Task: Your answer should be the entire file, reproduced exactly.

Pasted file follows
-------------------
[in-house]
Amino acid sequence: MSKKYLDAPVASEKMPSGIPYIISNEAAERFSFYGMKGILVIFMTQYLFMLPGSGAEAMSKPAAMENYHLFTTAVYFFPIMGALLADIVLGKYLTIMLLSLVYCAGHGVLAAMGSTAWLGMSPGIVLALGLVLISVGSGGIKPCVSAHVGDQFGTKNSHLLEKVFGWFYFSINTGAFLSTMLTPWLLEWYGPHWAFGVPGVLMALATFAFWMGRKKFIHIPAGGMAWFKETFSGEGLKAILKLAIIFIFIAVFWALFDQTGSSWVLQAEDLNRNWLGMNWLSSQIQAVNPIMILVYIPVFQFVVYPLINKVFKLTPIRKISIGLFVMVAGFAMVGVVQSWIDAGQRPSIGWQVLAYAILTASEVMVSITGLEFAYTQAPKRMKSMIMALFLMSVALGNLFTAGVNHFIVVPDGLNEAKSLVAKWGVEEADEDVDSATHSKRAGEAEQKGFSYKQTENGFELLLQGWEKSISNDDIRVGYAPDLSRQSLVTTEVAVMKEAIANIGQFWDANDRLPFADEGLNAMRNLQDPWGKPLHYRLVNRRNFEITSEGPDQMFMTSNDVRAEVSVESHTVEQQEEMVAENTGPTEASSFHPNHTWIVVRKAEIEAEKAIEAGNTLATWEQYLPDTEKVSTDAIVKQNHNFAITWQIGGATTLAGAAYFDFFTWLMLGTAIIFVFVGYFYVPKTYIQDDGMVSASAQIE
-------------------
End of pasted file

[in-house]
Amino acid sequence: MSKKYLDAPVASEKMPSGIPYIISNEAAERFSFYGMKGILVIFMTQYLFMLPGSGAEAMSKPAAMENYHLFTTAVYFFPIMGALLADIVLGKYLTIMLLSLVYCAGHGVLAAMGSTAWLGMSPGIVLALGLVLISVGSGGIKPCVSAHVGDQFGTKNSHLLEKVFGWFYFSINTGAFLSTMLTPWLLEWYGPHWAFGVPGVLMALATFAFWMGRKKFIHIPAGGMAWFKETFSGEGLKAILKLAIIFIFIAVFWALFDQTGSSWVLQAEDLNRNWLGMNWLSSQIQAVNPIMILVYIPVFQFVVYPLINKVFKLTPIRKISIGLFVMVAGFAMVGVVQSWIDAGQRPSIGWQVLAYAILTASEVMVSITGLEFAYTQAPKRMKSMIMALFLMSVALGNLFTAGVNHFIVVPDGLNEAKSLVAKWGVEEADEDVDSATHSKRAGEAEQKGFSYKQTENGFELLLQGWEKSISNDDIRVGYAPDLSRQSLVTTEVAVMKEAIANIGQFWDANDRLPFADEGLNAMRNLQDPWGKPLHYRLVNRRNFEITSEGPDQMFMTSNDVRAEVSVESHTVEQQEEMVAENTGPTEASSFHPNHTWIVVRKAEIEAEKAIEAGNTLATWEQYLPDTEKVSTDAIVKQNHNFAITWQIGGATTLAGAAYFDFFTWLMLGTAIIFVFVGYFYVPKTYIQDDGMVSASAQIE